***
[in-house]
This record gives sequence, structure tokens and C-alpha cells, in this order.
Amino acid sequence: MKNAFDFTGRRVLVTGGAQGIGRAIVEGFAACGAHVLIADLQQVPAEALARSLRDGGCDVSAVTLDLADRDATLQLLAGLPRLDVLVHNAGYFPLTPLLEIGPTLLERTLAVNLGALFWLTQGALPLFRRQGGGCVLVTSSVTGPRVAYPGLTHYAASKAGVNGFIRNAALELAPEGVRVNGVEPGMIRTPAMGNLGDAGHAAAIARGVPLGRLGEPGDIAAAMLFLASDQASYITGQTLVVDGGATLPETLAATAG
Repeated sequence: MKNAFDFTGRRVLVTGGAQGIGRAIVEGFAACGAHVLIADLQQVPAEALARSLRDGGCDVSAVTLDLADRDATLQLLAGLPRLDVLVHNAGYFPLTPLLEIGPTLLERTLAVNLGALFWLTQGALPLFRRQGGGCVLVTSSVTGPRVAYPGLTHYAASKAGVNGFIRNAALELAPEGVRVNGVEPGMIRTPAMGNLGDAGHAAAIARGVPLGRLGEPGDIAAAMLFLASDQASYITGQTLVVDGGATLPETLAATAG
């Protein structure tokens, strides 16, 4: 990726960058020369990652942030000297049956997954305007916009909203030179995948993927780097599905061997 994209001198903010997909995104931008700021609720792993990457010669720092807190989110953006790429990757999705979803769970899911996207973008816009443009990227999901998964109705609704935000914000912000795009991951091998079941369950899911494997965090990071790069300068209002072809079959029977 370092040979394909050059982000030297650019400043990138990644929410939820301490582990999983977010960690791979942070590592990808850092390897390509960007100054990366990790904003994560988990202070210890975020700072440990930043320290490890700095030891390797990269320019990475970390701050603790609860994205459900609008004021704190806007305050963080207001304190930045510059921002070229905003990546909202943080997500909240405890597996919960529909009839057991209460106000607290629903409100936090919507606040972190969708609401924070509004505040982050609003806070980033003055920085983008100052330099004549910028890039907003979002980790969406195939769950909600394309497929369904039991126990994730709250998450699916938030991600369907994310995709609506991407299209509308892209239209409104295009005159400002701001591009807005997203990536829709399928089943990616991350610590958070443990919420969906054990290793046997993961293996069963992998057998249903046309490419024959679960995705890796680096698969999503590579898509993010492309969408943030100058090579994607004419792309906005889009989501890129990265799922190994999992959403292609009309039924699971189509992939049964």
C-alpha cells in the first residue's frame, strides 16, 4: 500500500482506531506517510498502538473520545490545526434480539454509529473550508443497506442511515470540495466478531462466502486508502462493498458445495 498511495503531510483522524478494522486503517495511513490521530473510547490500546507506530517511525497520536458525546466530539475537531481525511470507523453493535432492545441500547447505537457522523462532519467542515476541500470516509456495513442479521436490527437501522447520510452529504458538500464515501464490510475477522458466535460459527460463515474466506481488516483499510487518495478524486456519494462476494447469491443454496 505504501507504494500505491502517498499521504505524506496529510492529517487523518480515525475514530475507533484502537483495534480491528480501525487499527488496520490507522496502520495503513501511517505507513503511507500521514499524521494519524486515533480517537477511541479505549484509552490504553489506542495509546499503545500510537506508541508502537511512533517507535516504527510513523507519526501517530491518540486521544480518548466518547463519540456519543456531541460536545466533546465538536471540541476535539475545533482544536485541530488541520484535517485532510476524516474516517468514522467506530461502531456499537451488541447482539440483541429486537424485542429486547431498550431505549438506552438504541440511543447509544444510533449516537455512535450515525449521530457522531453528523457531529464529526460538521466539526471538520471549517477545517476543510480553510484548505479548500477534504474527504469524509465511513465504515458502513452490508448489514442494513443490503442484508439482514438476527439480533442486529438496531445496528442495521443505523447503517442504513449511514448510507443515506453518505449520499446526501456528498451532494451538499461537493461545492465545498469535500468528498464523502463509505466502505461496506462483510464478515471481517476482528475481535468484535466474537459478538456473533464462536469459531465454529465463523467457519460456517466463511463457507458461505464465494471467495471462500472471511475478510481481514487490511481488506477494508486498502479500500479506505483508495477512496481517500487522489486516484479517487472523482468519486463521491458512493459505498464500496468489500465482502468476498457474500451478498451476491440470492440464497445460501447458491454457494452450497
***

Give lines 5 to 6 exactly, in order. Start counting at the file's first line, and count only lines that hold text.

């Protein structure tokens, strides 16, 4: 990726960058020369990652942030000297049956997954305007916009909203030179995948993927780097599905061997 994209001198903010997909995104931008700021609720792993990457010669720092807190989110953006790429990757999705979803769970899911996207973008816009443009990227999901998964109705609704935000914000912000795009991951091998079941369950899911494997965090990071790069300068209002072809079959029977 370092040979394909050059982000030297650019400043990138990644929410939820301490582990999983977010960690791979942070590592990808850092390897390509960007100054990366990790904003994560988990202070210890975020700072440990930043320290490890700095030891390797990269320019990475970390701050603790609860994205459900609008004021704190806007305050963080207001304190930045510059921002070229905003990546909202943080997500909240405890597996919960529909009839057991209460106000607290629903409100936090919507606040972190969708609401924070509004505040982050609003806070980033003055920085983008100052330099004549910028890039907003979002980790969406195939769950909600394309497929369904039991126990994730709250998450699916938030991600369907994310995709609506991407299209509308892209239209409104295009005159400002701001591009807005997203990536829709399928089943990616991350610590958070443990919420969906054990290793046997993961293996069963992998057998249903046309490419024959679960995705890796680096698969999503590579898509993010492309969408943030100058090579994607004419792309906005889009989501890129990265799922190994999992959403292609009309039924699971189509992939049964």
C-alpha cells in the first residue's frame, strides 16, 4: 500500500482506531506517510498502538473520545490545526434480539454509529473550508443497506442511515470540495466478531462466502486508502462493498458445495 498511495503531510483522524478494522486503517495511513490521530473510547490500546507506530517511525497520536458525546466530539475537531481525511470507523453493535432492545441500547447505537457522523462532519467542515476541500470516509456495513442479521436490527437501522447520510452529504458538500464515501464490510475477522458466535460459527460463515474466506481488516483499510487518495478524486456519494462476494447469491443454496 505504501507504494500505491502517498499521504505524506496529510492529517487523518480515525475514530475507533484502537483495534480491528480501525487499527488496520490507522496502520495503513501511517505507513503511507500521514499524521494519524486515533480517537477511541479505549484509552490504553489506542495509546499503545500510537506508541508502537511512533517507535516504527510513523507519526501517530491518540486521544480518548466518547463519540456519543456531541460536545466533546465538536471540541476535539475545533482544536485541530488541520484535517485532510476524516474516517468514522467506530461502531456499537451488541447482539440483541429486537424485542429486547431498550431505549438506552438504541440511543447509544444510533449516537455512535450515525449521530457522531453528523457531529464529526460538521466539526471538520471549517477545517476543510480553510484548505479548500477534504474527504469524509465511513465504515458502513452490508448489514442494513443490503442484508439482514438476527439480533442486529438496531445496528442495521443505523447503517442504513449511514448510507443515506453518505449520499446526501456528498451532494451538499461537493461545492465545498469535500468528498464523502463509505466502505461496506462483510464478515471481517476482528475481535468484535466474537459478538456473533464462536469459531465454529465463523467457519460456517466463511463457507458461505464465494471467495471462500472471511475478510481481514487490511481488506477494508486498502479500500479506505483508495477512496481517500487522489486516484479517487472523482468519486463521491458512493459505498464500496468489500465482502468476498457474500451478498451476491440470492440464497445460501447458491454457494452450497